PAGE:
Young moviegoers more likely to pay more for good seats: survey
A group of cheerful people laugh while watching a movie in a cinema.
Zoran Zeremski | source | Getty Images
A new study has found that young moviegoers don’t mind paying extra to watch movies on the big screen if it means they can get better seats in the house.
Survey by Morning Consultfound that 54% of Gen Z ticket buyers and 46% of millennials consider dynamic pricing, a strategy used in concert halls that charge higher fees for the most desirable seats in a venue, “appropriate” in theater chains.
According to a survey last week, only 32% of Gen Xers and 22% of Baby Boomers feel the same way. Morning Consult surveyed over 2,200 American adults.
The report comes almost two months after AMC Entertainment announced its plans to introduceLine of sight at AMC”, which will eliminate the approach to selling tickets at a single price. For example, moviegoers who want to sit in the center of the room will pay a few dollars more, while those who choose the front row will pay a few dollars. less.
The initiative, which initially met with a backlash from consumers, is expected to be rolled out across the country by the end of the year.
AMC representatives did not immediately respond to CNBC’s request for comment.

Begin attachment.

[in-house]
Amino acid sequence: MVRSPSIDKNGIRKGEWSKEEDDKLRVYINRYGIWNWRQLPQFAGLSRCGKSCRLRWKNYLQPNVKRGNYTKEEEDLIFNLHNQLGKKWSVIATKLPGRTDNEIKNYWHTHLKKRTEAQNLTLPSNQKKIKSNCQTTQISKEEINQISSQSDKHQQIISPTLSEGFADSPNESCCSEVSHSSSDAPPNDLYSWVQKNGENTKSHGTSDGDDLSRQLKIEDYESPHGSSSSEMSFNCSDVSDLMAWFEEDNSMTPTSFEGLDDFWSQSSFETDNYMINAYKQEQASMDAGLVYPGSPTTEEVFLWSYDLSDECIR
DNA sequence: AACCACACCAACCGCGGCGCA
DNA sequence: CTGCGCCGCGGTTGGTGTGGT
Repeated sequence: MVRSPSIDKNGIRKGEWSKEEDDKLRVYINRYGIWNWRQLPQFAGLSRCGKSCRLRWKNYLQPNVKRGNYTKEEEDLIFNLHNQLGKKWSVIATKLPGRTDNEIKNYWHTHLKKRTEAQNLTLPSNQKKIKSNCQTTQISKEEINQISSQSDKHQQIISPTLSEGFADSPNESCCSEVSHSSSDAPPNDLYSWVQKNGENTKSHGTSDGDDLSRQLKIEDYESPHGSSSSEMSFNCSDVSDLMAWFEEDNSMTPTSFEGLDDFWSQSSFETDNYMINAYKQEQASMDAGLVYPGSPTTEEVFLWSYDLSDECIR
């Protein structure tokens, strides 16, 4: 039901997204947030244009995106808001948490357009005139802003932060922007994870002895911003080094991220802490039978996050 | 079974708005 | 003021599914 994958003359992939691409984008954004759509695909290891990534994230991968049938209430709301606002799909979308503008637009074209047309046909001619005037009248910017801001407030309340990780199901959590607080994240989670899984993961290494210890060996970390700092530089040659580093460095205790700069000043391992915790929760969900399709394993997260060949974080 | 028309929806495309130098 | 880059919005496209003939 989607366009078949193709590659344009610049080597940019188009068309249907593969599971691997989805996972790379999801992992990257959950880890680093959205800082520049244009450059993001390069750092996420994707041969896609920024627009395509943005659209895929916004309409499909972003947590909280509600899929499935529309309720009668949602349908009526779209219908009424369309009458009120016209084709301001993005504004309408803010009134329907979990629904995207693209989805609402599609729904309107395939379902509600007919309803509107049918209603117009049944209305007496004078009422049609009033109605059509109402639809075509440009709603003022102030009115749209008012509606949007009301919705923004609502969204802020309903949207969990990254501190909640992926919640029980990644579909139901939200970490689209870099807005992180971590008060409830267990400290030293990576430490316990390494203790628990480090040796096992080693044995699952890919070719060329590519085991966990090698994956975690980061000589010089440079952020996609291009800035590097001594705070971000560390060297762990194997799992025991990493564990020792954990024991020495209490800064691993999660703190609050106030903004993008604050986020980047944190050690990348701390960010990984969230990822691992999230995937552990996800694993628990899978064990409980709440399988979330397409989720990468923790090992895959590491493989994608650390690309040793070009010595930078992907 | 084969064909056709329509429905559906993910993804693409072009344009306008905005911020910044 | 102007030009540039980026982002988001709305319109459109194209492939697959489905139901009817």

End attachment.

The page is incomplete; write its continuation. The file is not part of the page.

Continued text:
“Our data shows that more than half of Americans are skeptical of location-based pricing,” said Salea Blancaflor, media and entertainment reporter for Morning Consult. “But it also shows that younger generations like Gen Z and millennials are interested in going to theaters, whether or not they have to pay a few extra bucks to get those top seats.”
Blancaflor said these young consumers are “extremely interested” in the entertainment they consume and are the ones who buy the majority of concert tickets, which also have dynamic prices. In both generations, more than 50% of respondents said they were willing to pay a few dollars extra for preferred seats.
Meanwhile, only 36% of Gen Xers and 25% of Baby Boomers said they were willing to pay extra.
However, she noted that while the data may give other theater chains the confidence to change their prices, the younger generation does have financial problems and may opt out if this becomes the norm. She also said that cinemas should not ignore the older generation that returned to theaters after the pandemic for films like The Man Named Otto and Brady 80.
“While serving the younger generation is important to the future of cinema, they should also not completely ignore the older generation,” Blancaflor said. “Because they may be missing out on people in those groups who are still interested in going to the theater but may not be open to these new initiatives that may be unfamiliar to them.”
Cinema chains such as Alamo Drafthouse have already said they have no plans to implement dynamic pricing in their theaters.
“We could put more rows in our theaters, but we’re not doing that,” Shelley Taylor, CEO of Alamo Drafthouse, told CNBC last month. “We deliberately sit in every chair and look for the most optimal views. So our front rows are great, we have no reason to discount them.”